Boris Johnson used to have one. So did Sadiq Khan. Harriet Harman had a turn too. Nigel Farage does his four times a week. In fact, you can hardly pick up a phone these days without a politician answering. Like knocking on doors or holding a constituency surgery, hosting a radio phone-in has become just another way to speak directly to the voters. Yet it was uncharted territory when my show, Call Clegg, launched on LBC back in January 2013. Not surprisingly, the idea won a string of negative reviews before I had even arrived for my first half hour in the studio.

Conservative MP Peter Bone described the concept of a politician taking calls from the public on air as “bizarre”, while Labour MP John Mann said that the show proved how “irrelevant” I had become. Even my own party colleagues weren’t convinced, with one helpful Liberal Democrat source telling the Evening Standard that the idea of Call Clegg sounded “a bit desperate.” The gleeful predictions of disaster were both a rare outbreak of cross-party agreement and another example of Westminster’s innate conservatism.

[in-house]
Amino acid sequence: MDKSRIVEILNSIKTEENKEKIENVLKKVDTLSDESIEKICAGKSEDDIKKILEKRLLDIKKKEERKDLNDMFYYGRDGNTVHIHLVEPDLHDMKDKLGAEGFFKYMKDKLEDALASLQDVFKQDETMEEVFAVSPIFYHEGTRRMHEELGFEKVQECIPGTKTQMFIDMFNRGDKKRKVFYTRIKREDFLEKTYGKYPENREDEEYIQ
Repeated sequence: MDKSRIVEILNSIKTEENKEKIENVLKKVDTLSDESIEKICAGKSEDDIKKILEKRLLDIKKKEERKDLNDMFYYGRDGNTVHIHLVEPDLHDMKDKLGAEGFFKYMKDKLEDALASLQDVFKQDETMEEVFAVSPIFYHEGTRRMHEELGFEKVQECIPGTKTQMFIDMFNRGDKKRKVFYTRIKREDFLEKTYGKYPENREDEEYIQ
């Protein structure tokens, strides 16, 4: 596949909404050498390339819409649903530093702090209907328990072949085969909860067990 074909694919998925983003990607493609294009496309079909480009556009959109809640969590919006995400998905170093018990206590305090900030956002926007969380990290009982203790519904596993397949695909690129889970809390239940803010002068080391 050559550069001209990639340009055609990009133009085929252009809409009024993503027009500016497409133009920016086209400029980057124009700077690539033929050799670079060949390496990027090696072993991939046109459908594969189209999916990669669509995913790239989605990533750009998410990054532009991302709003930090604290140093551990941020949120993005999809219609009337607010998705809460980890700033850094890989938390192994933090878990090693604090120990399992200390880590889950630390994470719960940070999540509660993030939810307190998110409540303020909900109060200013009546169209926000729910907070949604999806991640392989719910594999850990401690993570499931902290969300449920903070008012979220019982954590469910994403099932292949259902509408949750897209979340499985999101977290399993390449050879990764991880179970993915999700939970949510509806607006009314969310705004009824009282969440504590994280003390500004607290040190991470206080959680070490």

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You can listen to ‘Anger Management with Nick Clegg’ here